After processing the raw induction field measurements acquired by the array induction tool 10 in the manner hereinabove described, the method proceeds to step 154 where the directly-related subset (true formation conductivity σ_{t }and the invasion zone conductivity σ_{xo}) of the plurality of parameters for the subsurface geophysical formation 23 are estimated from the processed induction field measurements of formation conductivity. Preferably, a first portion of the indirectly-related subset of the model parameters, specifically, the boundaries of the invasion zone, are also estimated at step 154. Continuing on to step 156, the processed induction field measurements Ω_{a}, where Ω_{a}={σ_{a} ^{1}, σ_{a} ^{2}, σ_{a} ^{3}, σ_{a} ^{4}, σ_{a} ^{5}, σ_{a} ^{6}}, are transformed into a selected pattern space, here, again, a pattern space defined by the equation:
Ψ={δ^{1}, δ^{2}, δ^{3}, δ^{4}, δ^{5}}
where
Upon determining values for the boundaries of the invasion zone and the invasion depth DI at step 158, the method proceeds to step 160, where values for the true formation conductivity σ_{t }and the invasion zone conductivity σ_{xo }are determined from an inversion of the collected field measurements in the measurement space. As previously set forth, in an inversion process in the measurement space, initial estimates of values for the true formation conductivity σ_{t }and the invasion zone conductivity σ_{xo }are used to construct a first simulated response for the array induction tool 10. If the simulated response fails to match the collected field data within the range of uncertainty for the array induction tool 10, the estimates of the true formation conductivity σ_{t }and the invasion zone conductivity σ_{xo }are adjusted and a subsequent simulated response for the array induction tool 10 constructed. The process is repeated until the simulated response matches the collected field data. After determining the true formation conductivity σ_{t }and the invasion zone conductivity σ_{xo }at step 160, the method proceeds to step 160 where the true formation conductivity σ_{t }and the invasion zone conductivity σ_{xo }are used to determine the misfit object function O_{mis }set forth in Equation (3).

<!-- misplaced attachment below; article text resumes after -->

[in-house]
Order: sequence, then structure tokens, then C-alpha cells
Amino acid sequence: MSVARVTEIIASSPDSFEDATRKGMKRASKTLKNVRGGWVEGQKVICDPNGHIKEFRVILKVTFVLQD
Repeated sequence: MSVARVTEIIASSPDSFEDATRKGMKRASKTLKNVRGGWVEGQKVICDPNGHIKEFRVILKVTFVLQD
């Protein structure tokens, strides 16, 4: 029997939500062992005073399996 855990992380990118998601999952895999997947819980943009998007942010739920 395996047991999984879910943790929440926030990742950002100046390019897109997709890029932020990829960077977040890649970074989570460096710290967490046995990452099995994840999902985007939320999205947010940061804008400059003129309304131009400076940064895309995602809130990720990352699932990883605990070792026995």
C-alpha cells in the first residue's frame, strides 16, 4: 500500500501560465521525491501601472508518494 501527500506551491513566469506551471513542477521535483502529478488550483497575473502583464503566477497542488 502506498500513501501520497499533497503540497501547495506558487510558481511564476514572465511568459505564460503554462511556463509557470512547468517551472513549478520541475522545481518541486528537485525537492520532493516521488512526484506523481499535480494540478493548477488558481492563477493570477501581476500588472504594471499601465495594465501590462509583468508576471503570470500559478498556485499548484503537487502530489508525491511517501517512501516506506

Here, however, the invasion depth DI has already been determined from an application of the inversion process in the selected pattern space. As a result, proceeding on to step 164, the suitability of the determined values for the formation conductivity σ_{t }and the invasion zone conductivity σ_{xo }may be readily ascertained by an examination of the misfit object function O_{mis}. More specifically, the misfit object function O_{mis }should reach its lowest point at the determined value for the invasion depth DI. Thus, if the lowest point of the misfit object function O_{mis }is not at the determined value for the invasion depth DI (within, of course, a predetermined range of uncertainty), it is determined that further processing is required and the method returns to step 158 for further processing in the manner previously described. Here, however, rather than using the estimates for the true formation conductivity σ_{t}, the invasion zone conductivity σ_{xo }and the invasion zone boundaries determined at step 154, the values for the invasion zone boundaries previously determined at step 158 and the values for the true formation conductivity σ_{t }and the invasion zone conductivity σ_{xo }previously determined at step 160 are used in subsequent iterations of the process. As a result, the subsequent determination of the boundaries of the invasion zone and the invasion depth DI occurring at the next execution of step 158 shall more closely approximate the actual values of the invasion zone boundaries and the invasion depth DI than the prior determination thereof.